— John Kenneth Galbraith
...
Science quotes on:  |  Antiseptic (5)  |  Caricature (6)  |  Commercial (25)  |  Dependent (14)  |  Enjoyment (27)  |  Exist (89)  |  Feature (34)  |  Form (210)  |  Great (300)  |  Highly (8)  |  Hint (6)  |  Human (445)  |  Impair (2)  |  Improbable (9)  |  Industrial (11)  |  Inherently (5)  |  Insistent (2)  |  Institution (32)  |  Intense (11)  |  Mistake (107)  |  Normal (21)  |  Operation (96)  |  Opportunity (43)  |  Present (103)  |  Profoundly (11)  |  Seduction (2)  |  Serious (37)  |  Sing (9)  |  System (141)  |  Television (27)  |  Tendency (40)  |  Think (205)  |  Trivial (30)  |  Urge (10)  |  Voice (41)



Quotes by others about John Kenneth Galbraith (1)

Some years ago John Kenneth Galbraith wrote in an essay on his efforts at writing a history of economics: ‘As one approaches the present, one is filled with a sense of hopelessness; in a year and possibly even a month, there is now more economic comment in the supposedly serious literature than survives from the whole of the thousand years commonly denominated as the Middle Ages ... anyone who claims to be familiar with it all is a confessing liar.’ I believe that all physicists would subscribe to the same sentiments regarding their own professional literature. I do at any rate.
'The Physical Review Then and Now', in H. Henry Stroke, Physical Review: The First Hundred Years: a Selection of Seminal Papers and Commentaries, Vol. 1, 1.
Science quotes on:  |  Approach (33)  |  Belief (400)  |  Comment (8)  |  Economics (30)  |  Essay (9)  |  Familiarity (12)  |  Fill (35)  |  History (302)  |  Hopelessness (4)  |  Liar (5)  |  Literature (64)  |  Middle Ages (7)  |  Month (21)  |  Physicist (130)  |  Present (103)  |  Professional (27)  |  Sense (240)  |  Sentiment (9)  |  Serious (37)  |  Year (214)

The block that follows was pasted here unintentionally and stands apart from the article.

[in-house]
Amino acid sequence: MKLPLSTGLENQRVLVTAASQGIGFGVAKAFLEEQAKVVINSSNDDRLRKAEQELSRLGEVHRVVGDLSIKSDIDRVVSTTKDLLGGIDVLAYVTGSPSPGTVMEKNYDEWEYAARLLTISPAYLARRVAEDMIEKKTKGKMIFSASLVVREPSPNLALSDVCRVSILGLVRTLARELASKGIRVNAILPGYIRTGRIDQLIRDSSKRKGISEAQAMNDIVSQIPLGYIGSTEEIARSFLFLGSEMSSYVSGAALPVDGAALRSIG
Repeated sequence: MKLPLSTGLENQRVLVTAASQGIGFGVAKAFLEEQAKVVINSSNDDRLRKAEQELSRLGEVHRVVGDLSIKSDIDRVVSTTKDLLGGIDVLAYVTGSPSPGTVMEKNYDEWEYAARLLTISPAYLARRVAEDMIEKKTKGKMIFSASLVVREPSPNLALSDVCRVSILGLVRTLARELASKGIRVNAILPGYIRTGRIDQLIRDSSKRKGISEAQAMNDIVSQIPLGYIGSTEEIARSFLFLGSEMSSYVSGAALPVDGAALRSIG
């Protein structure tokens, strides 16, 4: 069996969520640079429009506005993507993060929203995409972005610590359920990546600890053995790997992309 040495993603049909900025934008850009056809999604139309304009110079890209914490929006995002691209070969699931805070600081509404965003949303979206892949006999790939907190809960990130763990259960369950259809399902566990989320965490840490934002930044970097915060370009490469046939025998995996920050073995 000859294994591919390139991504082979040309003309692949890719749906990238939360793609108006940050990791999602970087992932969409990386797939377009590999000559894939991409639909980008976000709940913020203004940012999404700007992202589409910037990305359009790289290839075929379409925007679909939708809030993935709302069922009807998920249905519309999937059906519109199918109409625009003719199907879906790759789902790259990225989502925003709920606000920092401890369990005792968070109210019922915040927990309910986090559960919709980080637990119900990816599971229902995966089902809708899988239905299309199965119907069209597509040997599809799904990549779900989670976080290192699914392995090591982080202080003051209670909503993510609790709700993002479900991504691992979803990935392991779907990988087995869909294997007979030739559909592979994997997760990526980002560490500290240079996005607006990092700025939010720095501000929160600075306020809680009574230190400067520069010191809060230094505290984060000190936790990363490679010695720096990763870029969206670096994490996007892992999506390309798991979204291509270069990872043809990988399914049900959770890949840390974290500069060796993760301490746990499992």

Carl Sagan Thumbnail In science it often happens that scientists say, 'You know that's a really good argument; my position is mistaken,' and then they would actually change their minds and you never hear that old view from them again. They really do it. It doesn't happen as often as it should, because scientists are human and change is sometimes painful. But it happens every day. I cannot recall the last time something like that happened in politics or religion. (1987) -- Carl Sagan
Quotations by: Albert Einstein Isaac Newton Lord Kelvin Charles Darwin Srinivasa Ramanujan Carl Sagan Florence Nightingale Thomas Edison Aristotle Marie Curie Benjamin Franklin Winston Churchill Galileo Galilei Sigmund Freud Robert Bunsen Louis Pasteur Theodore Roosevelt Abraham Lincoln Ronald Reagan Leonardo DaVinci Michio Kaku Karl Popper Johann Goethe Robert Oppenheimer Charles Kettering  ... (more people)